5. Attribute TLV Details

Link attribute TLVs defined in section 3.2.2 of [I-D.ietf-idr-ls- distribution]are TLVs that may be encoded in the BGP-LS attribute with a link NLRI. Each 'Link Attribute' is a Type/Length/ Value (TLV) triplet formatted as defined in Section 3.1 of [I-D.ietf-idr- ls-distribution]. The format and semantics of the 'value' fields in 'Link Attribute' TLVs correspond to the format and semantics of value fields in IS-IS Extended IS Reachability sub-TLVs, defined in [RFC5305]. Although the encodings for 'Link Attribute' TLVs were originally defined for IS-IS, the TLVs can carry data sourced either by IS-IS or OSPF.

|  TLV Code  | Description         |     IS-IS    | Defined in:     |
|    Point   |                     |  TLV/Sub-TLV |                 |
|    xxxx    | Unidirectional      |    22/xx     | [ISIS-TE-       |
|            | Link Delay          |              | METRIC]/4.1     |
|            |                     |              |                 |
|    xxxx    | Min/Max Unidirection|    22/xx     | [ISIS-TE-       |
|            | Link Delay          |              | METRIC]/4.2     |
|            |                     |              |                 |
|    xxxx    | Unidirectional      |    22/xx     | [ISIS-TE-       |
|            | Delay Variation     |              | METRIC]/4.3     |
|            |                     |              |                 |
|    xxxx    | Unidirectional      |    22/xx     | [ISIS-TE-       |
|            | Link Loss           |              | METRIC]/4.4     |
|            |                     |              |                 |
|    xxxx    | Unidirectional      |    22/xx     | [ISIS-TE-       |
|            |Residual Bandwidth   |              | METRIC]/4.5     |
|            |                     |              |                 |
|    xxxx    | Unidirectional      |    22/xx     | [ISIS-TE-       |
|            |Available Bandwidth  |              | METRIC]/4.6     |
|            |                     |              |                 |
|    xxxx    | Unidirectional      |    22/xx     | [ISIS-TE-       |
|            |Utilized Bandwidth   |              | METRIC]/4.7     |

                     Table 1: Link Attribute TLVs

The following 'Link Attribute' TLVs are valid in the LINK_STATE attribute:

6. Manageability Considerations

Manageability Considerations described in section 6.2 of [I-D.ietf-idr-ls-distribution] can be applied to Traffic Engineering (TE) performance Metrics as well.

7. Security Considerations

This document does not introduce security issues beyond those discussed in [I.D-ietf-idr-ls-distribution] and [RFC4271].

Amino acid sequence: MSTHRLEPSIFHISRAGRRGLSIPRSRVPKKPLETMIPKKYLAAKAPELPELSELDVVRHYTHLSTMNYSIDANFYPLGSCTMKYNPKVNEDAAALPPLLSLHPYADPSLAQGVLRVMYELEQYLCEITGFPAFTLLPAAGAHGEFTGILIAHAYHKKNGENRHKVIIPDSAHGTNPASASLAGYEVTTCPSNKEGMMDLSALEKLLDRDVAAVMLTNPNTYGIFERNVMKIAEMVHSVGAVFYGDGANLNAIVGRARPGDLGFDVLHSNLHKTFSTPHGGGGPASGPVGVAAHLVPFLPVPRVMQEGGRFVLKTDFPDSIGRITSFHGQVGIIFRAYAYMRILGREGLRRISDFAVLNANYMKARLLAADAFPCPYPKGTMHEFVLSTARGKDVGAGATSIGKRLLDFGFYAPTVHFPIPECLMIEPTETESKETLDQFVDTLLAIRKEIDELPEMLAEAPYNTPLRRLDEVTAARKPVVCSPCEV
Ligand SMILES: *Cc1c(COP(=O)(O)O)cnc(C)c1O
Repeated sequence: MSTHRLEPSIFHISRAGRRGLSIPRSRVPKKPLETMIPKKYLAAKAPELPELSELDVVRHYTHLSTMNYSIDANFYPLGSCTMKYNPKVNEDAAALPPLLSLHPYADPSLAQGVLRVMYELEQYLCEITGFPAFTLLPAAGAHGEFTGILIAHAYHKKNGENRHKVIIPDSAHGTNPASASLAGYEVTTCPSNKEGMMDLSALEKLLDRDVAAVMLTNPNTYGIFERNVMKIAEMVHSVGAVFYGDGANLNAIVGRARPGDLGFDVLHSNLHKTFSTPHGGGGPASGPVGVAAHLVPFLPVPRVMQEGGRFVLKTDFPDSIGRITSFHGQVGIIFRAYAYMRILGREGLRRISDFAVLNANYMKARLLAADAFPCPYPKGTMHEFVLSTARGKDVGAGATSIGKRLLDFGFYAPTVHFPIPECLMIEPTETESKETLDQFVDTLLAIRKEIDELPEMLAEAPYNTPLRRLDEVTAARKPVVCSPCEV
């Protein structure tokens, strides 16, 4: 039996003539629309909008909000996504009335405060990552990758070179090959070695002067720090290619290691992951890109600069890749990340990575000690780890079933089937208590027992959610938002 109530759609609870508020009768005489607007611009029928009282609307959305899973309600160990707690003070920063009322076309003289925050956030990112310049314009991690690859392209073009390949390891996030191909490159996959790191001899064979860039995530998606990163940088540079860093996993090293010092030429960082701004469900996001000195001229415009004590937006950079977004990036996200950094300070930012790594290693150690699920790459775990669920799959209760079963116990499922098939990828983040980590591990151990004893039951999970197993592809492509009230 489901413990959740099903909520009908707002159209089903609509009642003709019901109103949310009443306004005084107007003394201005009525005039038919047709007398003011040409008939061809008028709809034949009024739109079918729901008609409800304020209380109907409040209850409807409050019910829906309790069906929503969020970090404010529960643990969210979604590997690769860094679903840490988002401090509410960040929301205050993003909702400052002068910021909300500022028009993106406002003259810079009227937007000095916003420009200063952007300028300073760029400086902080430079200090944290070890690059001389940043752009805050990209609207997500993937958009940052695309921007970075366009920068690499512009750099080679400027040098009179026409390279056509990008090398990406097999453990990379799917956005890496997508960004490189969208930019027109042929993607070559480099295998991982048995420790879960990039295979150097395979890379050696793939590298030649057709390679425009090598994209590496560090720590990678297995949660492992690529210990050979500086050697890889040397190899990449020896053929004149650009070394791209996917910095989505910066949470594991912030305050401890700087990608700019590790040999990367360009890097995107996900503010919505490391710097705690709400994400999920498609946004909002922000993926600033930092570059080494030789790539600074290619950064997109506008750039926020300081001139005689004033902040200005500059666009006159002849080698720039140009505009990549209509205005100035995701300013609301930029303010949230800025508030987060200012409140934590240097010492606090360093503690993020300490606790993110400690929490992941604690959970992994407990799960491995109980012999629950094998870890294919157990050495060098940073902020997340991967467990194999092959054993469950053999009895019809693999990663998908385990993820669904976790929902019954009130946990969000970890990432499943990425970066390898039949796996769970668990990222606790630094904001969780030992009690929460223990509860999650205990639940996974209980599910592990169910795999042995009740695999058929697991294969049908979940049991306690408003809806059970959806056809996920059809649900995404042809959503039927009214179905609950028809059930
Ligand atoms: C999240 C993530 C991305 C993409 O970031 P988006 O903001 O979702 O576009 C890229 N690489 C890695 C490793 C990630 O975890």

8. IANA Considerations

IANA maintains the registry for the TLVs. BGP TE Performance TLV will require one new type code per TLV defined in this document.

9. References

9.1. Normative References

[I-D.ietf-idr-ls-distribution] Gredler, H., "North-Bound Distribution of Link-State and TE Information using BGP", ID draft-ietf-idr-ls-distribution-07, November 2014.
[I-D.ietf-pce-pcep-service-aware] Dhruv, D., "Extensions to the Path Computation Element Communication Protocol (PCEP) to compute service aware Label Switched Path (LSP)", ID draft-ietf-pce-pcep-service-aware-06, December 2014.
[ISIS-TE-METRIC] Giacalone, S., "ISIS Traffic Engineering (TE) Metric Extensions", ID draft-ietf-isis-te-metric-extensions-04, October 2014.
[RFC2119] Bradner, S., "Key words for use in RFCs to Indicate Requirement Levels", March 1997.
[RFC4271] Rekhter, Y., "A Border Gateway Protocol 4 (BGP-4)", RFC 4271, January 2006.
[RFC5305] Li, T., "IS-IS Extensions for Traffic Engineering", RFC 5305, October 2008.

9.2. Informative References

[ALTO] Yang, Y., "ALTO Protocol", ID, May 2013.
[I.D-ietf-pce-hierarchy-extensions] Zhang, F., Zhao, Q., Gonzalez de Dios, O., Casellas, R. and D. King, "Extensions to Path Computation Element Communication Protocol (PCEP) for Hierarchical Path Computation Elements (PCE)", ID draft-ietf-pce-hierarchy-extensions-01, February 2014.
[RFC4655] Farrel, A., "A Path Computation Element (PCE)-Based Architecture", RFC 4655, August 2006.

Appendix A. Change Log

Note to the RFC-Editor: please remove this section prior to publication as an RFC.

A.1. draft-ietf-idr-te-pm-bgp-00

The following are the major changes compared to previous version draft-wu-idr-te-pm-bgp-03:

A.2. draft-ietf-idr-te-pm-bgp-02

The following are the major changes compared to previous version draft-wu-idr-te-pm-bgp-03:

Authors' Addresses

Qin Wu Huawei 101 Software Avenue, Yuhua District Nanjing, Jiangsu 210012 China EMail:
Stefano Previdi Cisco Systems, Inc. Via Del Serafico 200 Rome, 00191 Italy EMail:
Hannes Gredler Juniper Networks, Inc. 1194 N. Mathilda Ave. Sunnyvale, CA 94089 US EMail:
Saikat Ray Cisco Systems, Inc. 170, West Tasman Drive San Jose, CA 95134 US EMail:
Jeff Tantsura Ericsson 300 Holger Way San Jose, CA 95134 US EMail: